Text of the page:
Originally Posted on Austin Business Journal
A recent study placed Austin 44th among the best U.S. cities for women in tech, with tech women in our city being paid about 80 percent what men are paid. Houston is faring much better: it’s #11 at 94 percent. With Austin being such profound hub for tech jobs and with the city being so progressive, does that news surprise you?
I asked my friend and colleague Laura Stoner that question. Laura is the VP of Sales Operations at FATHOM, a smart grid solution for water utilities. She was surprised, but then she asked some of her female colleagues their thoughts, and a hidden picture emerged.
“One friend revealed that she became aware she was being paid up to 40 percent less than one of her male peers. That was shocking. I think it’s something that’s not discussed openly enough, which is part of the issue,” Laura told me.
The 80-cents-on-the-dollar gap in pay may not seem huge, but it depends on how you look at it. The Washington Post likens it to women working ten weeks out of every year for free. That’s significant. But women are surpassing men in other key STEM jobs. According to 2015 Bloomberg study, female managers in architecture and engineering jobs as well as female chemical engineers out-earn men.
So why is tech lagging? Does it have to do with geography, job level, skill sets, industry, or even a shrewdness more men than women might have to ask for a higher salary? Sure, each of those factors may play a part. But whatever the reason, employers should consider whether they’re a part of the pay-gap problem and, if so, how they could benefit from correcting it.
“My advice is to hire for diversity, whether or not there is a corporate initiative behind it. You’ll have blind spots in your business without a range of perspectives at the table,” Laura said after I asked her what she’d like employers to know. “If you’re concerned at all about attracting and retaining top talent – male or female – consider what the market pays for the roles and strive to keep your team’s pay in as close alignment with the market as possible. The high-tech space is competitive, and I’ve heard leaders make short-sighted comments about ‘getting a great deal’ when they hire a talented person at a lower-than-market salary. I think that’s a big mistake. Those inadequately compensated employees will find out – whether by hearing from other employees or by being educated by recruiters or doing research – and those companies will see their talent walk out the door.”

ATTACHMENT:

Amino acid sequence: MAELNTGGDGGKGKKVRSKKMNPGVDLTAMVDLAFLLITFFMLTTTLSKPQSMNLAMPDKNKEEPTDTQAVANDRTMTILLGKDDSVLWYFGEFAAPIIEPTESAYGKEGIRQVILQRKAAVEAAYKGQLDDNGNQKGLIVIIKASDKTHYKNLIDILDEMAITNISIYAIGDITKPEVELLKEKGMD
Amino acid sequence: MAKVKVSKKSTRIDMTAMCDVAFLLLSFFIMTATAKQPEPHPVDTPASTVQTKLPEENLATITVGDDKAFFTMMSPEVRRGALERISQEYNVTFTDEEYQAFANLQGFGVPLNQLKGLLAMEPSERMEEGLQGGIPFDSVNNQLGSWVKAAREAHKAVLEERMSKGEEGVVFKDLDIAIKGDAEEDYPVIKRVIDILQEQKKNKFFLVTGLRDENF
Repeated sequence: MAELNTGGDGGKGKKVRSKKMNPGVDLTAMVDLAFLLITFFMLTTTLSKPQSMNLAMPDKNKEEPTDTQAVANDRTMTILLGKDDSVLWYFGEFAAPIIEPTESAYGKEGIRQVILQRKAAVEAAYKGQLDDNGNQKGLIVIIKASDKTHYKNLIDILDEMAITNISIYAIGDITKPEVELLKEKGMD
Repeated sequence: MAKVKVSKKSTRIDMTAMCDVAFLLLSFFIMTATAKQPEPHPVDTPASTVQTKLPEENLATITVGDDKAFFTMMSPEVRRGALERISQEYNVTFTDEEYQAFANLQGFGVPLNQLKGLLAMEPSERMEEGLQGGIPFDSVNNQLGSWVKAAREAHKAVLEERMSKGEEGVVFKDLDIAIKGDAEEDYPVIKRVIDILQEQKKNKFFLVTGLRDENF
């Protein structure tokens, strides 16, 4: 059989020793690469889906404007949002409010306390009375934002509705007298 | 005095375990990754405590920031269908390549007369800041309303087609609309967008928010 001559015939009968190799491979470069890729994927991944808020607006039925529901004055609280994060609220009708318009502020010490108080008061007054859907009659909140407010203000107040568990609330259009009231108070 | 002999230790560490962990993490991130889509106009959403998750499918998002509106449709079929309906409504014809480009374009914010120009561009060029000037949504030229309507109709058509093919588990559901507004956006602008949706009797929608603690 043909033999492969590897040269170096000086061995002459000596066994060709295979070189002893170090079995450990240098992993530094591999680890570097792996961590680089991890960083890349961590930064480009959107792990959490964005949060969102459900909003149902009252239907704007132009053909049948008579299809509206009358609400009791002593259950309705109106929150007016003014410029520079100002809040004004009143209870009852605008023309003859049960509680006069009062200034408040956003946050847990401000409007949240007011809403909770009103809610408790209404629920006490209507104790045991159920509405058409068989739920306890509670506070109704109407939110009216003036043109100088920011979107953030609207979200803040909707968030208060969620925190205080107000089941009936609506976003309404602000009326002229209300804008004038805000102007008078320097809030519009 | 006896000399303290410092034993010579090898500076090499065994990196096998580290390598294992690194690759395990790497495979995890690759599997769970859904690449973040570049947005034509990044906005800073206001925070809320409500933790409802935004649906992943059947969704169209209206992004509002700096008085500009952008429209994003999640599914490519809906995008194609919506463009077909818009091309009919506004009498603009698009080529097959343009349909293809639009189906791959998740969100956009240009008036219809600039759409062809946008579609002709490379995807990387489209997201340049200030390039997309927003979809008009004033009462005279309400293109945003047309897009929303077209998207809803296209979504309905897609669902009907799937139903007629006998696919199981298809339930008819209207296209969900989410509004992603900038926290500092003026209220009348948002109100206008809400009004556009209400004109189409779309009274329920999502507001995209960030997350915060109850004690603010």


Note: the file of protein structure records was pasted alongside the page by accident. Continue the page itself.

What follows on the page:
To help close the gap in your organization:
1. Avoid asking about salary history. It can perpetuate stereotype-based pay gaps and is, in fact, illegal to ask in an increasing number of states and cities. So far Oregon, California, Massachusetts, Delaware, New York City, Pittsburgh, Philadelphia, and New Orleans each have some ban in place when it comes to asking about what a candidate has made in the past, and I assume more will follow. Get in the practice of asking about salary expectations instead.
2. Have a salary range in mind. When, how, and even if you provide candidates a salary range is up to you, but I do recommend standardizing your salary ranges at least for internal use. Doing so will help you avoid determining salary on a case-by-case basis, which leads to highly inconsistent salaries among peers. Instead, have a consistent compensation grade upfront and have real, quantifiable reasons for determining each candidate’s offer within that range.
3.Consider using job assessments to help reduce gender bias. Job interviews are inherently biased; once you meet someone face-to-face, even unconscious preconceptions can invade the process. The more you can eliminate those biases, the fairer your process will be. With job assessments, your salary decisions can be more closely tied to tested skills and culture fit and less on your gut feeling or salary history.
4. Don’t fight change. We’re entering a time of conscious capitalism, where purpose and culture are as important as profit. It just so happens that women often make the best conscious leaders, which helps explain why female CEOs of some of the biggest businesses in the U.S. out-earn their male counterparts by an average of more than $2 million.
Whether hiring in tech or another field, hiring an executive, entry-level or somewhere in between, take a good look at whether you carry biases based on “how it’s always been done.” That right there could cut to the root of any pay gap that could be present in your organization.